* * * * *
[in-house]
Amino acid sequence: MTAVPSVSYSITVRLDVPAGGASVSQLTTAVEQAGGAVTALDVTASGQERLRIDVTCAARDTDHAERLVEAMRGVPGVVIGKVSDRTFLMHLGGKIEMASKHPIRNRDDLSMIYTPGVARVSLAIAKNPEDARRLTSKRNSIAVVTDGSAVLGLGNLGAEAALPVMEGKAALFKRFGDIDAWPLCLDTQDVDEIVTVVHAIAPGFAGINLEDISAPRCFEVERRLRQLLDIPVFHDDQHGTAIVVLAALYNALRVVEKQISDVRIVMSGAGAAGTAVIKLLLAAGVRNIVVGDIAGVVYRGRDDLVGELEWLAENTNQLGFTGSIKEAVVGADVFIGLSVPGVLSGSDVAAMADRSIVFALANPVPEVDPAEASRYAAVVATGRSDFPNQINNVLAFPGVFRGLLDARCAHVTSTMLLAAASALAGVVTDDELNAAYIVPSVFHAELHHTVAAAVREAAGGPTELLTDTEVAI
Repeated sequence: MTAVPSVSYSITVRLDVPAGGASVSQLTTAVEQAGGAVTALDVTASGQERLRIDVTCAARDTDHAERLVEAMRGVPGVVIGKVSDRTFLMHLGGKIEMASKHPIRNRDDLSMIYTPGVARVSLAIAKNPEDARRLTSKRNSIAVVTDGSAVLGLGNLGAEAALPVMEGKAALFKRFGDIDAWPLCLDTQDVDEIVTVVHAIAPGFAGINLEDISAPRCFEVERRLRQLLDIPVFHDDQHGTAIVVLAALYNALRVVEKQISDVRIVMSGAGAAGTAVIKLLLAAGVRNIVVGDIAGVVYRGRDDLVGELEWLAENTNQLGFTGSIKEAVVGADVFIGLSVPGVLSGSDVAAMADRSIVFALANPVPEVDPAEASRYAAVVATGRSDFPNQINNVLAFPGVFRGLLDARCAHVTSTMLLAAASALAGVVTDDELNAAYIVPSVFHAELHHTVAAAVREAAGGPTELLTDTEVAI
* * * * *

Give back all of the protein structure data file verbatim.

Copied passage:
[in-house]
Amino acid sequence: MTAVPSVSYSITVRLDVPAGGASVSQLTTAVEQAGGAVTALDVTASGQERLRIDVTCAARDTDHAERLVEAMRGVPGVVIGKVSDRTFLMHLGGKIEMASKHPIRNRDDLSMIYTPGVARVSLAIAKNPEDARRLTSKRNSIAVVTDGSAVLGLGNLGAEAALPVMEGKAALFKRFGDIDAWPLCLDTQDVDEIVTVVHAIAPGFAGINLEDISAPRCFEVERRLRQLLDIPVFHDDQHGTAIVVLAALYNALRVVEKQISDVRIVMSGAGAAGTAVIKLLLAAGVRNIVVGDIAGVVYRGRDDLVGELEWLAENTNQLGFTGSIKEAVVGADVFIGLSVPGVLSGSDVAAMADRSIVFALANPVPEVDPAEASRYAAVVATGRSDFPNQINNVLAFPGVFRGLLDARCAHVTSTMLLAAASALAGVVTDDELNAAYIVPSVFHAELHHTVAAAVREAAGGPTELLTDTEVAI
Repeated sequence: MTAVPSVSYSITVRLDVPAGGASVSQLTTAVEQAGGAVTALDVTASGQERLRIDVTCAARDTDHAERLVEAMRGVPGVVIGKVSDRTFLMHLGGKIEMASKHPIRNRDDLSMIYTPGVARVSLAIAKNPEDARRLTSKRNSIAVVTDGSAVLGLGNLGAEAALPVMEGKAALFKRFGDIDAWPLCLDTQDVDEIVTVVHAIAPGFAGINLEDISAPRCFEVERRLRQLLDIPVFHDDQHGTAIVVLAALYNALRVVEKQISDVRIVMSGAGAAGTAVIKLLLAAGVRNIVVGDIAGVVYRGRDDLVGELEWLAENTNQLGFTGSIKEAVVGADVFIGLSVPGVLSGSDVAAMADRSIVFALANPVPEVDPAEASRYAAVVATGRSDFPNQINNVLAFPGVFRGLLDARCAHVTSTMLLAAASALAGVVTDDELNAAYIVPSVFHAELHHTVAAAVREAAGGPTELLTDTEVAI